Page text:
7. Are people rioting because the standard of living gotten has plummeted? The recession has pushed living standards in Britain to below the 2005 general election level. http://www.guardian.co.uk/business/2009/dec/31/economic-growth-recession-uk
8. Are people more than just a little bit angry when they are informed that the U.K. faces the sharpest spending cuts since WWII while cutting over half a million jobs? http://www.msnbc.msn.com/id/39754325/ns/world_news-europe/t/uk-faces-sharpest-spending-cuts-wwii/#.TkbxUYJvCZY
9. Are the people angry because many colleges and universities are being forced to close due to British spending cuts while at the same time London is spending millions on foreign wars?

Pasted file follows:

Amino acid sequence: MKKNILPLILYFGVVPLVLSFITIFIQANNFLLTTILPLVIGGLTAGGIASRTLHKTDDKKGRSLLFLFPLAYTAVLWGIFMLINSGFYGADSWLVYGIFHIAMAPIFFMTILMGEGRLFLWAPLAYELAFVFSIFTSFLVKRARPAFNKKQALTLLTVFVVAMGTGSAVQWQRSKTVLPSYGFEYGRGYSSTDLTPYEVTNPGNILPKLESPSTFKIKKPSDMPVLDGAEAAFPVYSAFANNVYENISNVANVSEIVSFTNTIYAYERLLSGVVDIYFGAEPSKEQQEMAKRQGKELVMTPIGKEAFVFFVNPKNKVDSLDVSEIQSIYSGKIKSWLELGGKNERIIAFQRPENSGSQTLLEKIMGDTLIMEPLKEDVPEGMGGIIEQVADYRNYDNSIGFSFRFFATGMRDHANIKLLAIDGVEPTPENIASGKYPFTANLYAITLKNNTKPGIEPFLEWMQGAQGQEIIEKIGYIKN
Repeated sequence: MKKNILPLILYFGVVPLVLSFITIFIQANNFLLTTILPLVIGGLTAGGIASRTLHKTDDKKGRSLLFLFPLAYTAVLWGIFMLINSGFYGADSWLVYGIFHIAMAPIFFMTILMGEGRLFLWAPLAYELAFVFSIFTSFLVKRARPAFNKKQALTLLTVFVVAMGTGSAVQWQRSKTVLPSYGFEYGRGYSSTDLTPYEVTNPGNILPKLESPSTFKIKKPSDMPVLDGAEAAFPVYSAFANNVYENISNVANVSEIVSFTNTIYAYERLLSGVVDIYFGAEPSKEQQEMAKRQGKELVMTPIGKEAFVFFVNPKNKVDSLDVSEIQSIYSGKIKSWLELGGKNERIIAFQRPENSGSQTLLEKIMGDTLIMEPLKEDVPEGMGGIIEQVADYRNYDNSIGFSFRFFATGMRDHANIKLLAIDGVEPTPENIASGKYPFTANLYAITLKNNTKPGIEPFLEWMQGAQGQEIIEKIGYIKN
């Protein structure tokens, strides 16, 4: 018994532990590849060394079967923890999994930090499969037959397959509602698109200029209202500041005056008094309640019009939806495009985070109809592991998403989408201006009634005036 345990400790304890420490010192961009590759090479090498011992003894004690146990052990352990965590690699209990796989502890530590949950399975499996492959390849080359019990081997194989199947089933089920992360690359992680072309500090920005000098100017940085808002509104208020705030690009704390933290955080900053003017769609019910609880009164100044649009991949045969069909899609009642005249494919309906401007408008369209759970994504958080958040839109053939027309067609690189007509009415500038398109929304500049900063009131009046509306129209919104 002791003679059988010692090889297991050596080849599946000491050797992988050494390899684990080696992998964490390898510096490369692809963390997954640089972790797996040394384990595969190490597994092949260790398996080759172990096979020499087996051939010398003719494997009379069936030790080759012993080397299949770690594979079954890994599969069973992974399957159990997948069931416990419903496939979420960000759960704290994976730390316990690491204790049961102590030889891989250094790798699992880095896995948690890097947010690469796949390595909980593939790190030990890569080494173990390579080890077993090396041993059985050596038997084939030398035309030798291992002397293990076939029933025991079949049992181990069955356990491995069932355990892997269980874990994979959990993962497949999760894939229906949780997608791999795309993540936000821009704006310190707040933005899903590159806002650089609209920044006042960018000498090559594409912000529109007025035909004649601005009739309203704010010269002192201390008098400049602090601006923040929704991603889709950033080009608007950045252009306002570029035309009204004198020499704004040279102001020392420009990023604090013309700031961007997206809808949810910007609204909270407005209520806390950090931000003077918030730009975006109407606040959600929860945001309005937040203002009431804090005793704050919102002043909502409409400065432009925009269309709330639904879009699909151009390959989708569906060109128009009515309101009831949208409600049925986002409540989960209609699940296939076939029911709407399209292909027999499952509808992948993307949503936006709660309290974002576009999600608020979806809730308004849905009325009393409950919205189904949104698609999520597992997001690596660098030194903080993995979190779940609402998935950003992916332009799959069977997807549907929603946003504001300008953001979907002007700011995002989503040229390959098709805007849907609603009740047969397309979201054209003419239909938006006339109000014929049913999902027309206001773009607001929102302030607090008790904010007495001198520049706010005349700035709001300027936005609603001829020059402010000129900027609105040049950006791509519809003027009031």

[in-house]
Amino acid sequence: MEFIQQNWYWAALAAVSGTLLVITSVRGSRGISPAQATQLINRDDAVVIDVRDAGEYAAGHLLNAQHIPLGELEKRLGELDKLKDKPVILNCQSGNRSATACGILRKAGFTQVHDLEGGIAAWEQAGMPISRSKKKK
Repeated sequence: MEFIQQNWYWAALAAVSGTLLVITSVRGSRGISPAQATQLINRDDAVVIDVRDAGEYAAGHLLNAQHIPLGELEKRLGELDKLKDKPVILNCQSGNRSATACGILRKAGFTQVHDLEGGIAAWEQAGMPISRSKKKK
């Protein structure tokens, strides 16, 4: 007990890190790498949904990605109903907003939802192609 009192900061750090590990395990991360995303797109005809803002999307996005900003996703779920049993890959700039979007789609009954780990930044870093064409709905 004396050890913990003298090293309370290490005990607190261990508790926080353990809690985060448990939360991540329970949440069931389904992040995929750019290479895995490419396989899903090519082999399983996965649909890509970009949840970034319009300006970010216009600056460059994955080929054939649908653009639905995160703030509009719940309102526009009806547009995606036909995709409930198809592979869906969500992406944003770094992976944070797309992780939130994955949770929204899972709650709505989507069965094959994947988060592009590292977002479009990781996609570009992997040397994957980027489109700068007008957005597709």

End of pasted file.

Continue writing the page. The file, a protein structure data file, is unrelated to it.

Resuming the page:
10. Are the lower classes angry because the budget for new social housing would be cut by 60% over four years?
These are just a few reasons why people in the U.K. might be more than just a little bit angry. I sincerely doubt that people in London, Manchester and other cities in Britain have all decided to become "criminals".
The riots on the other side of the pond should be a wake-up call to the United States. Of the 10 reasons I remarked on, most of them apply equally to the United States. I can already picture Barack Obama and other politicians blaming future riots on our streets as being perpetrated by "criminals". Our politicians will probably use the term "economic terrorists".